Political insider offers insight on presidential race

GOP Khachigian offers tales from the campaign trail
The Colorado Statesman

Even though he’s had an insider’s view of nine presidential campaigns, the man who wrote President Reagan’s inaugural address admits that he would be foolish to predict what will happen as this year’s race unfolds.

“I don’t have a crystal ball,” an affable Ken Khachigian told a crowd of Republican donors at a fundraiser in Denver last Friday. “The reason that there’s no crystal ball is, we’ve got almost six months to go in this election. Especially in this new cable news, 24-7 talk radio cycle, things move very, very quickly.”

Still, he suggested how to make sense of the contest between presumptive Republican nominee Mitt Romney and President Barack Obama, and, while cautioning that “there’s no operating manual for presidential elections,” offered up plenty of free advice for Romney, gleaned from his high-level positions in nearly every election since Richard Nixon’s 1968 run.

Ken Khachigian, who served as chief speechwriter and a senior White House advisor for President Ronald Reagan, talks to Colorado Republicans at a fundraising luncheon.
Photo by Ernest Luning/The Colorado Statesman

Khachigian, a senior partner with Brownstein Hyatt Farber Schreck, based at the powerful law firm’s Orange County offices in California, regaled Republicans with tales from the campaign trail and inside the Oval Office at a luncheon sponsored by the Colorado GOP’s Capital Club.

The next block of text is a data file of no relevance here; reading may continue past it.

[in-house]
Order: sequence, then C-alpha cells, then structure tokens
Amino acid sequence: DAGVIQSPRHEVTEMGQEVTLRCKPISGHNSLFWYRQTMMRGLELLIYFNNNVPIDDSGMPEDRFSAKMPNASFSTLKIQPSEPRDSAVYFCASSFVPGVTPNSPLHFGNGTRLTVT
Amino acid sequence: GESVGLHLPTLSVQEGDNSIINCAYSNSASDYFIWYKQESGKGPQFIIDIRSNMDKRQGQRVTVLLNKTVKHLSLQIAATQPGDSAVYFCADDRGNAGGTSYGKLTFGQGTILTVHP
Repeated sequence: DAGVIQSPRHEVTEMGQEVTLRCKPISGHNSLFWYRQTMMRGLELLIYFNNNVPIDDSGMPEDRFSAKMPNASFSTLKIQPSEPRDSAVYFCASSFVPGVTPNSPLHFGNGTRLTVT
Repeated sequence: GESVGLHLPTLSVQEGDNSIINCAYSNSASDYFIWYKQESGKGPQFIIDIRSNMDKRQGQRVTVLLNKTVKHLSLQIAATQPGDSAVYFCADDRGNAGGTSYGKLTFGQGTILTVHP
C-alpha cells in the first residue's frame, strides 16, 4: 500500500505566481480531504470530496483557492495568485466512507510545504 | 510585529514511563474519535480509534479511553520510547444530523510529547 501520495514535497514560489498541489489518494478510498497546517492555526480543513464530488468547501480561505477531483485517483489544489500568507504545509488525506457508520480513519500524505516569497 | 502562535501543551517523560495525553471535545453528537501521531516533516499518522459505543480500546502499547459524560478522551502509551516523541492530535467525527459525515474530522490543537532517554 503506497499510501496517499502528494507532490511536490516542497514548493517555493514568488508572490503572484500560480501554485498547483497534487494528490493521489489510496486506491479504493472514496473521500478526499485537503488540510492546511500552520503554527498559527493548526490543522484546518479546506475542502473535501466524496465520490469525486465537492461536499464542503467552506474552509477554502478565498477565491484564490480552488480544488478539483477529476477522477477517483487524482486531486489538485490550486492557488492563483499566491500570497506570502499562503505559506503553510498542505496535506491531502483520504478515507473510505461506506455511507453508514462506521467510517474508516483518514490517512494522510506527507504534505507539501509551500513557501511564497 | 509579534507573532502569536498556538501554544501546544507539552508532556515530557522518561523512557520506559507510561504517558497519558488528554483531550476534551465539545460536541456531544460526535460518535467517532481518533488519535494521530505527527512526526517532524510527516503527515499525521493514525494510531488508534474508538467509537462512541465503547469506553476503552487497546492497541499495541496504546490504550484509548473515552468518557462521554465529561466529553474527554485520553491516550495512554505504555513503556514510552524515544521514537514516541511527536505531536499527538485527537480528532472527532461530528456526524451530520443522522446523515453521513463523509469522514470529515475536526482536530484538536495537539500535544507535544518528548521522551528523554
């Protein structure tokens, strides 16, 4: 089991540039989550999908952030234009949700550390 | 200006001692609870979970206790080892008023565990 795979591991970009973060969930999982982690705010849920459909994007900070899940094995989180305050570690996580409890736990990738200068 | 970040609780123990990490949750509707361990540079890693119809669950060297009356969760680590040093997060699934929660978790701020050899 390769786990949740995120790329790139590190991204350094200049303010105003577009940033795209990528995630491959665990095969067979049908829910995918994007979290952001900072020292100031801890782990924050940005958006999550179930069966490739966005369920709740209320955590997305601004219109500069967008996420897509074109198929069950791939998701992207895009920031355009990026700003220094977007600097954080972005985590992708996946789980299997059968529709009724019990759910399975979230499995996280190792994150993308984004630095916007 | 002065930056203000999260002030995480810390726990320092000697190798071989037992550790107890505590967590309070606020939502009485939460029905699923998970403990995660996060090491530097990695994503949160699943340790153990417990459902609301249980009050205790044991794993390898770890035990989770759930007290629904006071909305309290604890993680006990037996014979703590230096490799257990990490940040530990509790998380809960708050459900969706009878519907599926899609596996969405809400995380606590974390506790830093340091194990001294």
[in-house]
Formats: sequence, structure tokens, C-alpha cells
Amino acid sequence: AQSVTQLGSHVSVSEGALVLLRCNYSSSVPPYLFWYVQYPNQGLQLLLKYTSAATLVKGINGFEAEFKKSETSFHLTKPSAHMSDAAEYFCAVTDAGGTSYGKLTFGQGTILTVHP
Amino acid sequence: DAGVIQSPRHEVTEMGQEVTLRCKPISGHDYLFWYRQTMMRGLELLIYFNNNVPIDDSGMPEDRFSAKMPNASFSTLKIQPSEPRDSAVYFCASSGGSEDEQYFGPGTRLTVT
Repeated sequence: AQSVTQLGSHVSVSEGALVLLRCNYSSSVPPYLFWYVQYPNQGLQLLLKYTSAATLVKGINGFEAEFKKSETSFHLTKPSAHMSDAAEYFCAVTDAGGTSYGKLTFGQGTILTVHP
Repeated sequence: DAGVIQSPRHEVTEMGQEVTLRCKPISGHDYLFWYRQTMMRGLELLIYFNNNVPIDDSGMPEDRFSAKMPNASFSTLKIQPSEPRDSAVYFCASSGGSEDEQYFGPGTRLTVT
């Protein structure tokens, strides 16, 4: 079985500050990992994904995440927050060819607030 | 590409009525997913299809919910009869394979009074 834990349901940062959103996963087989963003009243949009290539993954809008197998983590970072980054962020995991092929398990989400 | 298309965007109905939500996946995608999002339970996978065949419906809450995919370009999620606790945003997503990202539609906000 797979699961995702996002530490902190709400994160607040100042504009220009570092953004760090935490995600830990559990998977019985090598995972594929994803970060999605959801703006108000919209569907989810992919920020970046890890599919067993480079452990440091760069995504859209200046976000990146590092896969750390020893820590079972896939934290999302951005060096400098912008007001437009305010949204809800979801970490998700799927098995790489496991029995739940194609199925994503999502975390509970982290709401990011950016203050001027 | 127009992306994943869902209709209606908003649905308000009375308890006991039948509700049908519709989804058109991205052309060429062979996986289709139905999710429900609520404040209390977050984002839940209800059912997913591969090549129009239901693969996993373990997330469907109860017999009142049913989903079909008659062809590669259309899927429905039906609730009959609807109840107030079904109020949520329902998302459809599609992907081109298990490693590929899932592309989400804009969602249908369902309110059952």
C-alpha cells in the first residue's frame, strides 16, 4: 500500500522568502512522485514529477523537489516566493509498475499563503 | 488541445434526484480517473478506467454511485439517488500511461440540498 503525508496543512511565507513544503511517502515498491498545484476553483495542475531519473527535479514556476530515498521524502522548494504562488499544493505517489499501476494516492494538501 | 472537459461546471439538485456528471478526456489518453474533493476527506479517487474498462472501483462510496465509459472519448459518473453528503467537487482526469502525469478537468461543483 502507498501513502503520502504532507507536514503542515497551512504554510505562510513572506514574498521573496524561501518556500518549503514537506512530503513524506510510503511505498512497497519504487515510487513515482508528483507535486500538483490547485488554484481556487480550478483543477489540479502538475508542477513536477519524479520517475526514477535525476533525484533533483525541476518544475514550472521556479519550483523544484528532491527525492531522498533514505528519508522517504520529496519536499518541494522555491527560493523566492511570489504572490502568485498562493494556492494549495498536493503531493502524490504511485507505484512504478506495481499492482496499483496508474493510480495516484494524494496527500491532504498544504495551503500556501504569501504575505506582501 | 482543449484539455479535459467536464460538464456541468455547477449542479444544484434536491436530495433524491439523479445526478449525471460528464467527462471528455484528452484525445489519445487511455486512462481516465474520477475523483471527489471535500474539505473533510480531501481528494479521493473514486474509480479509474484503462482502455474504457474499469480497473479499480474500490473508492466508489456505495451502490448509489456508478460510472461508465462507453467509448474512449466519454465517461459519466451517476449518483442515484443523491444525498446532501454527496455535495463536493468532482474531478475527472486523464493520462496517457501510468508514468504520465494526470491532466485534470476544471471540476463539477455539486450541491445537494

Former U.S. Rep. Bob Beauprez tells members of the state GOP’s Capitol Club that Colorado will be crucial to Mitt Romney’s prospects in the fall election during a fundraising luncheon on May 18 in downtown Denver.
Photo by Ernest Luning/The Colorado Statesman

As a veteran Republican operative perhaps uniquely suited to provide a long view on presidential politics — he peppered his remarks with references to Nixon’s regrets that his 1960 running mate had to take regular afternoon naps and how the last-minute selection of Spiro Agnew eight years later proved to be a drag on the ticket — Khachigian cautioned against getting carried away with the day-to-day shifts and instead urged Republicans to keep the end game in focus.

House District 3 candidate Brian Watson and Brownstein Hyatt Farber Schreck managing partner Bruce James visit at a meeting of the state GOP’s Capitol Club fundraising group on May 18 at Maggiano’s Little Italy restaurant in Denver.
Photo by Ernest Luning/The Colorado Statesman

He recounted a sampling of the dominant political stories over the past couple months — a whipsaw narrative ranging from the battle over contraceptives to the anniversary of Osama bin Laden’s death, with a detour through the Supreme Court’s hearing on health care legislation, winding up at that day’s flurry over whether the Rev. Jeremiah Wright was fair game —and reckoned that all the commotion won’t amount to much when it comes time to vote.

Park County Republican Party officials Dick Elsner and Gary Bartel, who is a candidate for county commissioner, visit with state GOP Chairman Ryan Call at a fundraiser for the party on May 18.